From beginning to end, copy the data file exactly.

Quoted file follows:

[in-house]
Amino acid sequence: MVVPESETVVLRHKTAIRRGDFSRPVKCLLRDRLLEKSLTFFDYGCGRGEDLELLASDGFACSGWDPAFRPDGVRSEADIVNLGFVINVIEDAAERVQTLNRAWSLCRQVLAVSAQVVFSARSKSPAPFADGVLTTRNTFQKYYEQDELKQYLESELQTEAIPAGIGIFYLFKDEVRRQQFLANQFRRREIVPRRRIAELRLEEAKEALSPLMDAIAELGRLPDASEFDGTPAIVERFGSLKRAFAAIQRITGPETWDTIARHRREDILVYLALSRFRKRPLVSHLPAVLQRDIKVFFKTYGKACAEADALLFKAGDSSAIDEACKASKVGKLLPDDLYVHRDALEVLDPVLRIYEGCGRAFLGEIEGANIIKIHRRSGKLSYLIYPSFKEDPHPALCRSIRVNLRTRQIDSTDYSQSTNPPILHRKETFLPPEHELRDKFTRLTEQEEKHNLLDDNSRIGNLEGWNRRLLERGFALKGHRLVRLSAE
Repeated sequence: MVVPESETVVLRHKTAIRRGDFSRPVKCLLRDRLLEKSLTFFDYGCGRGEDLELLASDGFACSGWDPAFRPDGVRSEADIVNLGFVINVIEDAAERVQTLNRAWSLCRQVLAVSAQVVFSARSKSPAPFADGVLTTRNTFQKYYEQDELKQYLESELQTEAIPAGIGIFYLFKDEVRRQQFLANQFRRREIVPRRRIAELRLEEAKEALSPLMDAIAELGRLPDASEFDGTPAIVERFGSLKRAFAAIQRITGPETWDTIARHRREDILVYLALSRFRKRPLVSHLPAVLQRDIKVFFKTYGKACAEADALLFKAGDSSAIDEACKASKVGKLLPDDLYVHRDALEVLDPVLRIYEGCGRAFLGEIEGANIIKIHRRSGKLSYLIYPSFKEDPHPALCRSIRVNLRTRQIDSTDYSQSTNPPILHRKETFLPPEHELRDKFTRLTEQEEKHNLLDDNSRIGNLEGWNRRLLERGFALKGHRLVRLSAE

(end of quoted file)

[in-house]
Amino acid sequence: MVVPESETVVLRHKTAIRRGDFSRPVKCLLRDRLLEKSLTFFDYGCGRGEDLELLASDGFACSGWDPAFRPDGVRSEADIVNLGFVINVIEDAAERVQTLNRAWSLCRQVLAVSAQVVFSARSKSPAPFADGVLTTRNTFQKYYEQDELKQYLESELQTEAIPAGIGIFYLFKDEVRRQQFLANQFRRREIVPRRRIAELRLEEAKEALSPLMDAIAELGRLPDASEFDGTPAIVERFGSLKRAFAAIQRITGPETWDTIARHRREDILVYLALSRFRKRPLVSHLPAVLQRDIKVFFKTYGKACAEADALLFKAGDSSAIDEACKASKVGKLLPDDLYVHRDALEVLDPVLRIYEGCGRAFLGEIEGANIIKIHRRSGKLSYLIYPSFKEDPHPALCRSIRVNLRTRQIDSTDYSQSTNPPILHRKETFLPPEHELRDKFTRLTEQEEKHNLLDDNSRIGNLEGWNRRLLERGFALKGHRLVRLSAE
Repeated sequence: MVVPESETVVLRHKTAIRRGDFSRPVKCLLRDRLLEKSLTFFDYGCGRGEDLELLASDGFACSGWDPAFRPDGVRSEADIVNLGFVINVIEDAAERVQTLNRAWSLCRQVLAVSAQVVFSARSKSPAPFADGVLTTRNTFQKYYEQDELKQYLESELQTEAIPAGIGIFYLFKDEVRRQQFLANQFRRREIVPRRRIAELRLEEAKEALSPLMDAIAELGRLPDASEFDGTPAIVERFGSLKRAFAAIQRITGPETWDTIARHRREDILVYLALSRFRKRPLVSHLPAVLQRDIKVFFKTYGKACAEADALLFKAGDSSAIDEACKASKVGKLLPDDLYVHRDALEVLDPVLRIYEGCGRAFLGEIEGANIIKIHRRSGKLSYLIYPSFKEDPHPALCRSIRVNLRTRQIDSTDYSQSTNPPILHRKETFLPPEHELRDKFTRLTEQEEKHNLLDDNSRIGNLEGWNRRLLERGFALKGHRLVRLSAE